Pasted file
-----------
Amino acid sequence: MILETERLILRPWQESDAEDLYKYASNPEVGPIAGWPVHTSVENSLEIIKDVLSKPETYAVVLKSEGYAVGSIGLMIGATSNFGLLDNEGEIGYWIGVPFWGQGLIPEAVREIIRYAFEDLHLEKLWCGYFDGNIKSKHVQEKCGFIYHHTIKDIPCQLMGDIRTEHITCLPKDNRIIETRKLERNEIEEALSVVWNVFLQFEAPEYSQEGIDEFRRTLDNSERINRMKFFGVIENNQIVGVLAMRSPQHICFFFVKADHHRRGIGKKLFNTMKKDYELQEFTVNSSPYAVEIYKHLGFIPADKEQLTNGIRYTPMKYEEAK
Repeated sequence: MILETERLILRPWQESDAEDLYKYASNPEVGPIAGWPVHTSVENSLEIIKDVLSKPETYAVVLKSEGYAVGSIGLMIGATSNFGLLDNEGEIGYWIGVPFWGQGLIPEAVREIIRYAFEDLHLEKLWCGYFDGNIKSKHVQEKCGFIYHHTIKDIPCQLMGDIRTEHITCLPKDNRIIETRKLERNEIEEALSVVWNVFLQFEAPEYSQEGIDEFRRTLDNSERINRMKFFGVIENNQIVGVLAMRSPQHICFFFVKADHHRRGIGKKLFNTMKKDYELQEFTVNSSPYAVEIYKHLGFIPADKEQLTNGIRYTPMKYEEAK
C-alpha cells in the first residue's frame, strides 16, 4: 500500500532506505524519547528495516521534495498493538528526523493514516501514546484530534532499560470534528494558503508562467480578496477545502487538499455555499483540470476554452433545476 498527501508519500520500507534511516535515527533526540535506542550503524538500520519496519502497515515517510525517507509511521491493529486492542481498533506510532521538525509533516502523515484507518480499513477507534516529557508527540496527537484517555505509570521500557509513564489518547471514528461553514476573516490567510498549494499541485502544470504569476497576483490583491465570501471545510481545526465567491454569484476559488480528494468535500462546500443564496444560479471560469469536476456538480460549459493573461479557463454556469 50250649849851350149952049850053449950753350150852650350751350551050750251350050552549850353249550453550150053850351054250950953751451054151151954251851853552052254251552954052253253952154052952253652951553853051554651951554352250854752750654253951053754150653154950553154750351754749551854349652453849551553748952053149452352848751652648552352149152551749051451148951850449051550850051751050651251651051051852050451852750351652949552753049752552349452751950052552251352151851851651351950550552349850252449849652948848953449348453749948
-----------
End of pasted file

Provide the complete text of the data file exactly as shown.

Amino acid sequence: MILETERLILRPWQESDAEDLYKYASNPEVGPIAGWPVHTSVENSLEIIKDVLSKPETYAVVLKSEGYAVGSIGLMIGATSNFGLLDNEGEIGYWIGVPFWGQGLIPEAVREIIRYAFEDLHLEKLWCGYFDGNIKSKHVQEKCGFIYHHTIKDIPCQLMGDIRTEHITCLPKDNRIIETRKLERNEIEEALSVVWNVFLQFEAPEYSQEGIDEFRRTLDNSERINRMKFFGVIENNQIVGVLAMRSPQHICFFFVKADHHRRGIGKKLFNTMKKDYELQEFTVNSSPYAVEIYKHLGFIPADKEQLTNGIRYTPMKYEEAK
Repeated sequence: MILETERLILRPWQESDAEDLYKYASNPEVGPIAGWPVHTSVENSLEIIKDVLSKPETYAVVLKSEGYAVGSIGLMIGATSNFGLLDNEGEIGYWIGVPFWGQGLIPEAVREIIRYAFEDLHLEKLWCGYFDGNIKSKHVQEKCGFIYHHTIKDIPCQLMGDIRTEHITCLPKDNRIIETRKLERNEIEEALSVVWNVFLQFEAPEYSQEGIDEFRRTLDNSERINRMKFFGVIENNQIVGVLAMRSPQHICFFFVKADHHRRGIGKKLFNTMKKDYELQEFTVNSSPYAVEIYKHLGFIPADKEQLTNGIRYTPMKYEEAK
C-alpha cells in the first residue's frame, strides 16, 4: 500500500532506505524519547528495516521534495498493538528526523493514516501514546484530534532499560470534528494558503508562467480578496477545502487538499455555499483540470476554452433545476 498527501508519500520500507534511516535515527533526540535506542550503524538500520519496519502497515515517510525517507509511521491493529486492542481498533506510532521538525509533516502523515484507518480499513477507534516529557508527540496527537484517555505509570521500557509513564489518547471514528461553514476573516490567510498549494499541485502544470504569476497576483490583491465570501471545510481545526465567491454569484476559488480528494468535500462546500443564496444560479471560469469536476456538480460549459493573461479557463454556469 50250649849851350149952049850053449950753350150852650350751350551050750251350050552549850353249550453550150053850351054250950953751451054151151954251851853552052254251552954052253253952154052952253652951553853051554651951554352250854752750654253951053754150653154950553154750351754749551854349652453849551553748952053149452352848751652648552352149152551749051451148951850449051550850051751050651251651051051852050451852750351652949552753049752552349452751950052552251352151851851651351950550552349850252449849652948848953449348453749948